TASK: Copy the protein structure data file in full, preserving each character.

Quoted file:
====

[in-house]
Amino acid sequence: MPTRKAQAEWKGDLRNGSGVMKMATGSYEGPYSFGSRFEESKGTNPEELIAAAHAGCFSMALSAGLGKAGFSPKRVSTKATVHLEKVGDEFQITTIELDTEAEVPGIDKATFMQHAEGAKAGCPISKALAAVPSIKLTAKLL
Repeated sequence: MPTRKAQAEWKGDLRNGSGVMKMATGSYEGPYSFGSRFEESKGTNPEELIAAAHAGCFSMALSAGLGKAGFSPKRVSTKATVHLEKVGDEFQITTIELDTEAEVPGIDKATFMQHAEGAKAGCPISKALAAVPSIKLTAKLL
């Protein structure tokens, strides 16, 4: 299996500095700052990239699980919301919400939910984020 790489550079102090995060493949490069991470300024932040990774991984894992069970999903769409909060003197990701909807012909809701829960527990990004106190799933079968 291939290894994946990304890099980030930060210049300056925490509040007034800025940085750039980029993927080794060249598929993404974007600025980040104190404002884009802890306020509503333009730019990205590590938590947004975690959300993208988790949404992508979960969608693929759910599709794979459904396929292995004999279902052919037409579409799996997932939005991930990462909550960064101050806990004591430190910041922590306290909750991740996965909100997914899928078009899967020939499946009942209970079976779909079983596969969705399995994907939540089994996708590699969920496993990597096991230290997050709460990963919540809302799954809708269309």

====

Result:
[in-house]
Amino acid sequence: MPTRKAQAEWKGDLRNGSGVMKMATGSYEGPYSFGSRFEESKGTNPEELIAAAHAGCFSMALSAGLGKAGFSPKRVSTKATVHLEKVGDEFQITTIELDTEAEVPGIDKATFMQHAEGAKAGCPISKALAAVPSIKLTAKLL
Repeated sequence: MPTRKAQAEWKGDLRNGSGVMKMATGSYEGPYSFGSRFEESKGTNPEELIAAAHAGCFSMALSAGLGKAGFSPKRVSTKATVHLEKVGDEFQITTIELDTEAEVPGIDKATFMQHAEGAKAGCPISKALAAVPSIKLTAKLL
């Protein structure tokens, strides 16, 4: 299996500095700052990239699980919301919400939910984020 790489550079102090995060493949490069991470300024932040990774991984894992069970999903769409909060003197990701909807012909809701829960527990990004106190799933079968 291939290894994946990304890099980030930060210049300056925490509040007034800025940085750039980029993927080794060249598929993404974007600025980040104190404002884009802890306020509503333009730019990205590590938590947004975690959300993208988790949404992508979960969608693929759910599709794979459904396929292995004999279902052919037409579409799996997932939005991930990462909550960064101050806990004591430190910041922590306290909750991740996965909100997914899928078009899967020939499946009942209970079976779909079983596969969705399995994907939540089994996708590699969920496993990597096991230290997050709460990963919540809302799954809708269309």